Nama bosses to tell committee about cut-price deal

Nama chiefs will be hauled before the Dáil’s public spending watchdog on Thursday to address growing concerns about a controversial cut-price deal — linked to a secret €9.8m off-shore account scandal — that saw properties sold for €4bn less than their initial value.

Nama bosses to tell committee about cut-price deal

The cross-party public accounts committee confirmed it will grill Nama chief executive Brendan McDonagh and chairman Frank Daly about the sale after questions were raised under Dáil privilege last week.

Speaking during a recent debate on wider Nama issues, Independent TD Mick Wallace asked why the State property management agency sold its 850-property €5.7bn loan book of commercial offices in Belfast in 2014 to a US equity fund for €1.6bn.

The ‘Project Eagle’ sale to Cerberus Capital Management was the largest property loans deal executed on behalf of the state.

However, while Nama stands over the logic of the sale and the fact the €1.6bn figure was the highest it received after an open bidding process, concerns have been raised over the fact the properties’ values have subsequently surged by up to 20% — meaning the state had lost out on €300m.

The deal is also connected to a controversy over a secret €9.8m bank account set up in the Isle of Man by a lawyer who at the time was working for Tughans, the law firm which oversaw the purchase.

This individual was later named by Tughans as former managing partner Ian Coulter. Tughans, which reported the matter to the Northern Ireland Law Society, said the money had been retrieved and Mr Coulter no longer workedfor the company.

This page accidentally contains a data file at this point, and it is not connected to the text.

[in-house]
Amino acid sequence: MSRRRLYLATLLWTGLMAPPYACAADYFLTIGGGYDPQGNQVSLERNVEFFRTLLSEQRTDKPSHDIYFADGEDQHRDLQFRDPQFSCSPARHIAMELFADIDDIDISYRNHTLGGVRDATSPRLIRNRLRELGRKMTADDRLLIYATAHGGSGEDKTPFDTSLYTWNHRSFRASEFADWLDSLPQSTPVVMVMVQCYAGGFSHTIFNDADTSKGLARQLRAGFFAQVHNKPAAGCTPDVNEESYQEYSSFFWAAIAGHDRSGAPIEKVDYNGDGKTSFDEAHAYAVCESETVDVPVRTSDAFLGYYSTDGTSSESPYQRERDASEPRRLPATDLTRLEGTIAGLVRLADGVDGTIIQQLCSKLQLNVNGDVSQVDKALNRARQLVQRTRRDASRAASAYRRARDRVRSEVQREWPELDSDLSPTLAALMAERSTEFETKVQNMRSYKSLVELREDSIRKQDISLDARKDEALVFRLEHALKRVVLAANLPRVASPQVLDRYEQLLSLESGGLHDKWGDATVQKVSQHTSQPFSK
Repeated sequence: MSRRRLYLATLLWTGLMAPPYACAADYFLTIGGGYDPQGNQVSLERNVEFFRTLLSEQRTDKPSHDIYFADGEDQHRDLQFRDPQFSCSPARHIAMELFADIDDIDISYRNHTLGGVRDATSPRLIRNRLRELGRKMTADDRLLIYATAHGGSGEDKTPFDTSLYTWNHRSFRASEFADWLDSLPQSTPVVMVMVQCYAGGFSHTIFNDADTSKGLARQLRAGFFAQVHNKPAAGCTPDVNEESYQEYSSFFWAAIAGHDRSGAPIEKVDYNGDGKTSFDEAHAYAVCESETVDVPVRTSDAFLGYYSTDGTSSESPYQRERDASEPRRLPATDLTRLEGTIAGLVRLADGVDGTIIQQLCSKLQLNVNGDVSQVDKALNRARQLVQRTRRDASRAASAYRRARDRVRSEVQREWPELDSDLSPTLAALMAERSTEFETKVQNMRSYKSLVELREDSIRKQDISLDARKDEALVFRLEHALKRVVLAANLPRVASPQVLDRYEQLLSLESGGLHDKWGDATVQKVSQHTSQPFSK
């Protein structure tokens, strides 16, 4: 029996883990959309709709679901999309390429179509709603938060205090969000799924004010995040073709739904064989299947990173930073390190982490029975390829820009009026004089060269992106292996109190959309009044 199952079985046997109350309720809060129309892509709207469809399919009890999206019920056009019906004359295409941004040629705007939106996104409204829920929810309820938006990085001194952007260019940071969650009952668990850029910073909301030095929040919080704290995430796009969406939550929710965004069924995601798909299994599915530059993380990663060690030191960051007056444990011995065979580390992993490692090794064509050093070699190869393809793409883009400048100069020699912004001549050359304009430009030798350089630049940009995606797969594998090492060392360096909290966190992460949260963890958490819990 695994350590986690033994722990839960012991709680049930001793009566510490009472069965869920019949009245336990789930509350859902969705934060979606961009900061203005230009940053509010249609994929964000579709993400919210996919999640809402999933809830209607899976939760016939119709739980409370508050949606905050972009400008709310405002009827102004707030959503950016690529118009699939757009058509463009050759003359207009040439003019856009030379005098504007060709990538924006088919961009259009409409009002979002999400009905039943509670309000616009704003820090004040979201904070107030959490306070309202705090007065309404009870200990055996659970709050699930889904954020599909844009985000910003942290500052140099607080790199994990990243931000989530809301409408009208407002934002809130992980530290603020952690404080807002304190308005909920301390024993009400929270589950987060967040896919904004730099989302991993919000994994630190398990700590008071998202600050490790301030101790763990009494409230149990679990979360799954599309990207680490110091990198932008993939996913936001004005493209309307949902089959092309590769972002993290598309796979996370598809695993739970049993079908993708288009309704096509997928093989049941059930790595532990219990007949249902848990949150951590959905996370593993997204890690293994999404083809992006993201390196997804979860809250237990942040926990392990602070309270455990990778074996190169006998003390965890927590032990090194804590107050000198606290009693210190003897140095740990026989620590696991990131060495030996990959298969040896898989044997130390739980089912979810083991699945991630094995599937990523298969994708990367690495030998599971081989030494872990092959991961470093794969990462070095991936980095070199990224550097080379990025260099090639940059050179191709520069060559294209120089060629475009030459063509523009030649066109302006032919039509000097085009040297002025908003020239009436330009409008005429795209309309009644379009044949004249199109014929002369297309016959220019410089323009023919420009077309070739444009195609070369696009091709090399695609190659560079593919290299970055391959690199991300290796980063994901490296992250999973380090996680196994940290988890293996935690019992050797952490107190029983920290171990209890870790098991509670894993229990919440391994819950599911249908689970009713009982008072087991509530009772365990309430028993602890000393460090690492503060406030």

Speaking under privilege last week, Mr Wallace said the money was “reportedly earmarked for a Northern Ireland politician”, but declined to reveal his identity. While this separate matter is linked to the transaction, it does not involve Nama.

In light of the concerns, Public Accounts Committee chair John McGuinness (Fianna Fáil) wrote to Nama yesterday to request that Mr McDonagh and Mr Daly attend an unscheduled meeting on Thursday.

He said the decision had been made as the allegations had been “put into the public domain” and that “all of this feeds into the public concern around Nama and whether it is properly transparent and accountable”. A Nama spokesman confirmed the officials “will attend the Public Accounts Committee on Thursday” and “welcome the opportunity to put on the record the factual position in relation to the sale of the loan portfolio of Northern Ireland debtors”.

He said Mr McDonagh and Mr Daly will “address any issues, of which Nama has knowledge, which may be raised by the committee”.

It is understood that while the Department of Finance can instigate special once-off reports into certain transactions under section 227 of the Nama Act legislation, officials will wait until after this meeting to decide on what action if any to take.

The controversy surrounding the sale of 850 Laganside properties sparked widespread media interest in Northern Ireland, and is the subject of an imminent BBC Spotlight investigations programme next week. Since Mr Wallace’s Dáil claims it has also led to opposition party calls for a full inquiry.

More in this section